The inquiry will focus on so-called “hyperscalers” such as Amazon Web Services and Microsoft Azure, which allow businesses to access computing power and data storage from remote servers.
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UK media regulator Ofcom is investigating the firm hold of Amazon, Microsoft and Google on the cloud computing industry.
In the coming weeks, Watchdog will launch a study that will examine the position of firms offering public cloud infrastructure and whether they pose barriers to competition.
His investigation, announced on Thursday, will focus on so-called “hyperscalers” such as Amazon Web Services, Microsoft Azure and Google Cloud, which allow businesses to access computing power and data storage from remote servers, rather than hosting it on their own private infrastructure.
The regulator could take further action if it finds that the companies are harming competition. Selina Chadha, Ofcom’s director of connectivity, said the regulator had not yet reached a position on whether the cloud giants were engaging in anti-competitive behaviour. Ofcom said it would complete its review and publish a final report with any concerns and proposed recommendations within 12 months.
Amazon, Microsoft and Google were not immediately available for comment when contacted by CNBC.
The review will be part of a wider digital strategy being launched by Ofcom, which regulates the UK’s broadcasting and telecommunications industry
It also plans to explore other digital markets, including personal messaging and virtual assistants like Amazon’s Alexa, over the next year. Ofcom said it was interested in how services including Meta’s WhatsApp, Apple’s Facetime and Zoom affected traditional calling and messaging, as well as the competitive landscape among digital assistants, connected TVs and smart speakers.
“The way we live, work, play and do business has been transformed by digital services,” Ofcom Chadha said in a statement on Thursday. “But as the number of platforms, devices and networks serving content continues to grow, so do the technological and economic challenges facing regulators.”
“That’s why we’re launching a program of work to examine these digital marketplaces, identify any competitive issues and make sure they work well for the people and businesses that rely on them,” she added.
Ofcom has been chosen as the enforcer of tough new rules to control harmful content on the internet. However, the law, known as the Internet Safety Act, is unlikely to come into effect soon after Liz Truss replaces Boris Johnson as prime minister. With the Truss government grappling with a host of issues in the UK – not least the cost of living crisis – online security regulation is expected to move to the back of the government’s policy priorities.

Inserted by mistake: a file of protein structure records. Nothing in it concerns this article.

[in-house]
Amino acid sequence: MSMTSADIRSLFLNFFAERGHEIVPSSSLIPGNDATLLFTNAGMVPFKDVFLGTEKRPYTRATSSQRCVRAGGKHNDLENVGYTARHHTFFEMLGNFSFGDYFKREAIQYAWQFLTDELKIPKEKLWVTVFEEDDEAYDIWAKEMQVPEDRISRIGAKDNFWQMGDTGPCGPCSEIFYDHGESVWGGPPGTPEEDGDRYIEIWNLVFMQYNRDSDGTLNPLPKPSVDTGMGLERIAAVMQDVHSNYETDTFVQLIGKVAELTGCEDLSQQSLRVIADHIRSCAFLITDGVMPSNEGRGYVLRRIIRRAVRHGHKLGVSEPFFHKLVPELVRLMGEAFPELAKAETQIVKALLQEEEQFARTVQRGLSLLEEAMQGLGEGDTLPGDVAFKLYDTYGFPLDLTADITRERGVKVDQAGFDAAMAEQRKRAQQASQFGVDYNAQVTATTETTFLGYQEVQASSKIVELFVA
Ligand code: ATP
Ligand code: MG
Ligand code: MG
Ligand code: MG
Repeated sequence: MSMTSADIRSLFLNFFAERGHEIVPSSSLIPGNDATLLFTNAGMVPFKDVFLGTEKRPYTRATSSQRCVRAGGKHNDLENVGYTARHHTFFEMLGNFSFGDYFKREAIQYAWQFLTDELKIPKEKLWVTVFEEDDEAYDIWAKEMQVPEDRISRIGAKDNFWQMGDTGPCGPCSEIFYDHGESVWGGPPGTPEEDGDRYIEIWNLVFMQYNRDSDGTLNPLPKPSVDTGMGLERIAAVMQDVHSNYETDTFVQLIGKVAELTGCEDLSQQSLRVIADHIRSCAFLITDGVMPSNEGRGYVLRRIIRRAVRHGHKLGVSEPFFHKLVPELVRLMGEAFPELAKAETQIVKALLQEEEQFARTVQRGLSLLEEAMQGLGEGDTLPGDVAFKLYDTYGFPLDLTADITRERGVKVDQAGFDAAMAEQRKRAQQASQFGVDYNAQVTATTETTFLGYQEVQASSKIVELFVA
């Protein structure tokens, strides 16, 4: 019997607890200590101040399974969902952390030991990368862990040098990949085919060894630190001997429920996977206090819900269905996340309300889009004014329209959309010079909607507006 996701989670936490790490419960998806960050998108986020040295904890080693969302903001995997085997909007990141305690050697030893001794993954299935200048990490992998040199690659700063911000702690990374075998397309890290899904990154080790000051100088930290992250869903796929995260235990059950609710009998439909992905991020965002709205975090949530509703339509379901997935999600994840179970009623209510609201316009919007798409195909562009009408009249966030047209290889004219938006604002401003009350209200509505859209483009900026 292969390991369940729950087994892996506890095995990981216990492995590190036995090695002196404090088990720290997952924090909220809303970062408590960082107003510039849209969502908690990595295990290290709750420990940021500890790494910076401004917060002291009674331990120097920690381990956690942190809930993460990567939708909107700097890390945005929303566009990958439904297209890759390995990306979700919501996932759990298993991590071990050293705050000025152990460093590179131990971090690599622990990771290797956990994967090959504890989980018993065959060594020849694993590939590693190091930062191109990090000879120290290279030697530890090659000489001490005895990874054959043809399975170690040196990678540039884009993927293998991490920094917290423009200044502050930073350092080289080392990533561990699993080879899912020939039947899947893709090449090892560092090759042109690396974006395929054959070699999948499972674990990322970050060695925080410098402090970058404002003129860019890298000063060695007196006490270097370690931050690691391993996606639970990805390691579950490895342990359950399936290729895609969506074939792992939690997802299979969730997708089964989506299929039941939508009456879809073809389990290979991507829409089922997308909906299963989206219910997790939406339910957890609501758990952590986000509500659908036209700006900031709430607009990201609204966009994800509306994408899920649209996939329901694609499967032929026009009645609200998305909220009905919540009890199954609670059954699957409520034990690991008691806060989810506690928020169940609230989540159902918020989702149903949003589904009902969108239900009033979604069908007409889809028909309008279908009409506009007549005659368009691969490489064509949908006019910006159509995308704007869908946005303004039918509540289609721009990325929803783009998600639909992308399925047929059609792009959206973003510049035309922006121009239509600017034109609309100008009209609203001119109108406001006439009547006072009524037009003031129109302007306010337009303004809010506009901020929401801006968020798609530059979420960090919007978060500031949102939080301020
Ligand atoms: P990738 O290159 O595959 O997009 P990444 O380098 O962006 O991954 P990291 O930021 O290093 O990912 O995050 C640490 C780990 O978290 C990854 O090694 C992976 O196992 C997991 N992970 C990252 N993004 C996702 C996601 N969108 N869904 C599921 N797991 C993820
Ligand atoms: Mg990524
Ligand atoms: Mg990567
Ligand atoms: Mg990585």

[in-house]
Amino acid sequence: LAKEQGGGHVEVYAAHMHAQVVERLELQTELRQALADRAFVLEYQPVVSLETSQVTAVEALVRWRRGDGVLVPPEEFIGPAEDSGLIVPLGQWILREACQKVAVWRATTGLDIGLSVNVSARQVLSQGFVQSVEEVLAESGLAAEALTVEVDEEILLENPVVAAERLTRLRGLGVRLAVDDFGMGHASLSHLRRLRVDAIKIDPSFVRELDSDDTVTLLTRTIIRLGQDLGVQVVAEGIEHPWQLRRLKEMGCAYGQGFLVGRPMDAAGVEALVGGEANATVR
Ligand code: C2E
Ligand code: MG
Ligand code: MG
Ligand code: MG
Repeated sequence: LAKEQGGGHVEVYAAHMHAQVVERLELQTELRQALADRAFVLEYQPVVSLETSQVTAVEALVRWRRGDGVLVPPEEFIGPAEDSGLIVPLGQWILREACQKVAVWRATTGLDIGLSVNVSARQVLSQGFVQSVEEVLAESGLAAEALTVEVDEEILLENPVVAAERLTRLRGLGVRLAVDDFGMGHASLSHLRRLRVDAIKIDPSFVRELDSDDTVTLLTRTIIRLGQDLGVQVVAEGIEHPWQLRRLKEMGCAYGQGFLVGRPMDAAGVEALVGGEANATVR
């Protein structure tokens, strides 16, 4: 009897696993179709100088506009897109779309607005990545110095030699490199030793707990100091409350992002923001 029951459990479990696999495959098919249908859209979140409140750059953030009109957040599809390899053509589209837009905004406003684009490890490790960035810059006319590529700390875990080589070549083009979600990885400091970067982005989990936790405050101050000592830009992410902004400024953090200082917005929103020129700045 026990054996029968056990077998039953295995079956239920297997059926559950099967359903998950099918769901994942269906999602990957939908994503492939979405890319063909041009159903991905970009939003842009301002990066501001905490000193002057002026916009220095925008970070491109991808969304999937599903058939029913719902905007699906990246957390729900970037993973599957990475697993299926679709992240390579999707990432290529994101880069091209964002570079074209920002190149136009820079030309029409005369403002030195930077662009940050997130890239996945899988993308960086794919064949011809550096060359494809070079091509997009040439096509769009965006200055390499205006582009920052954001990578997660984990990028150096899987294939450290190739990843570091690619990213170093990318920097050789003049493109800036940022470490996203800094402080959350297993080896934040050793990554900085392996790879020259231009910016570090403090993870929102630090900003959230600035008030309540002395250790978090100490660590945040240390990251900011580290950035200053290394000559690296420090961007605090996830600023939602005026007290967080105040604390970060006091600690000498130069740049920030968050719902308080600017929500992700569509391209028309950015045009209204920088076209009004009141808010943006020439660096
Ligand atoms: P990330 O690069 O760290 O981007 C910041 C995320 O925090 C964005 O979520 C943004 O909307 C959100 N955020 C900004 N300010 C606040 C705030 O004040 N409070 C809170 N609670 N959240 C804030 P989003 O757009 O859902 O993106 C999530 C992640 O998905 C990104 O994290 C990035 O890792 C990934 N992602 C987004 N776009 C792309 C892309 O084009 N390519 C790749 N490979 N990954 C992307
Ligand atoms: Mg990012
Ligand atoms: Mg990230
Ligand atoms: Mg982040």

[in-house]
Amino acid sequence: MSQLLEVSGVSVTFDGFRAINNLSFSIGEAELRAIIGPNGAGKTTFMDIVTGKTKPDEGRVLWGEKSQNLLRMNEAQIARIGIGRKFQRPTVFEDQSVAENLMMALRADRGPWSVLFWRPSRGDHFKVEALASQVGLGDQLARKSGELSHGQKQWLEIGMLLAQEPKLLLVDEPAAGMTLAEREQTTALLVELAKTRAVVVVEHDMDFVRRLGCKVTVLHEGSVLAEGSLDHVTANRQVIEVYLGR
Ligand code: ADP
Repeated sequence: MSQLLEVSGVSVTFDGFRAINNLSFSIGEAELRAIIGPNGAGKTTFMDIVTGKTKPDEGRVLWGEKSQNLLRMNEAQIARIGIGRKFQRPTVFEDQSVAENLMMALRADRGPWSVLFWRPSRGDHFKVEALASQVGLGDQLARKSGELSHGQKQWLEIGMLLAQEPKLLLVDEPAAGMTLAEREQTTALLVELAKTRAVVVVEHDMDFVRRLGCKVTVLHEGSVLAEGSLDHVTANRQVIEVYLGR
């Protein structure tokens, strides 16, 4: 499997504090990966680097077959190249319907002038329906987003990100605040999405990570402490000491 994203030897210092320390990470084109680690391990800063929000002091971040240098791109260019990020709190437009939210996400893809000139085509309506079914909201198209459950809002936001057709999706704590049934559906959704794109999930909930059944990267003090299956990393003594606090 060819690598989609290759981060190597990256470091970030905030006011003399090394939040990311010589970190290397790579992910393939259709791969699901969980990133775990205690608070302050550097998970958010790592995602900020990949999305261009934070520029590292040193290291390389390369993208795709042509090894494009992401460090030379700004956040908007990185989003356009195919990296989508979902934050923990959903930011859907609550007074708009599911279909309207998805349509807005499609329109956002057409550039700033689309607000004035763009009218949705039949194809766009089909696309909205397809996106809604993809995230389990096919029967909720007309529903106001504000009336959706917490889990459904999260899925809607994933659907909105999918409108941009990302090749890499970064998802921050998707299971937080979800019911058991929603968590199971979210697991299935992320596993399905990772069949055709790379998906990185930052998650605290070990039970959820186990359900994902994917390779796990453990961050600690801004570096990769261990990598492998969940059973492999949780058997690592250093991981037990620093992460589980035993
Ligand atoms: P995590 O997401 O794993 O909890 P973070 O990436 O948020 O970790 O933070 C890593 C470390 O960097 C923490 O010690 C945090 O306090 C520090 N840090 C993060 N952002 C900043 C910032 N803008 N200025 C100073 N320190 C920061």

The move adds to efforts by other regulators to rein in big tech companies because of the perceived pressure they have on various parts of the digital economy.
The Competition and Markets Authority has several active investigations into big tech companies and wants additional powers to ensure a level playing field in digital markets. The European Commission, meanwhile, has fined Google billions of dollars for alleged antitrust violations, is investigating Apple and Amazon in separate cases, and has passed landmark digital laws that could reshape the internet giants’ business models.
Competition in the cloud
Amazon holds the leading position in the cloud infrastructure services market, with its Amazon Web Services division earning billions of dollars each year. In 2021, AWS generated $62.2 billion in revenue and over $18.5 billion in operating income.
Microsoft’s Azure is the first follower, while Google is the third largest player. Other companies, including IBM and China’s Alibaba, also have their hands in the cloud.
Together, Amazon, Microsoft and Google account for roughly 81% of the UK market for cloud infrastructure services, according to Ofcom, which estimates the market to be worth £15bn ($16.8bn).
Microsoft recently announced a number of changes to its cloud contract terms, making it practically easier for users to use competing cloud platforms as well as Microsoft. The Redmond, Washington-based company has faced complaints from rivals in Europe that it is limiting choice in the market.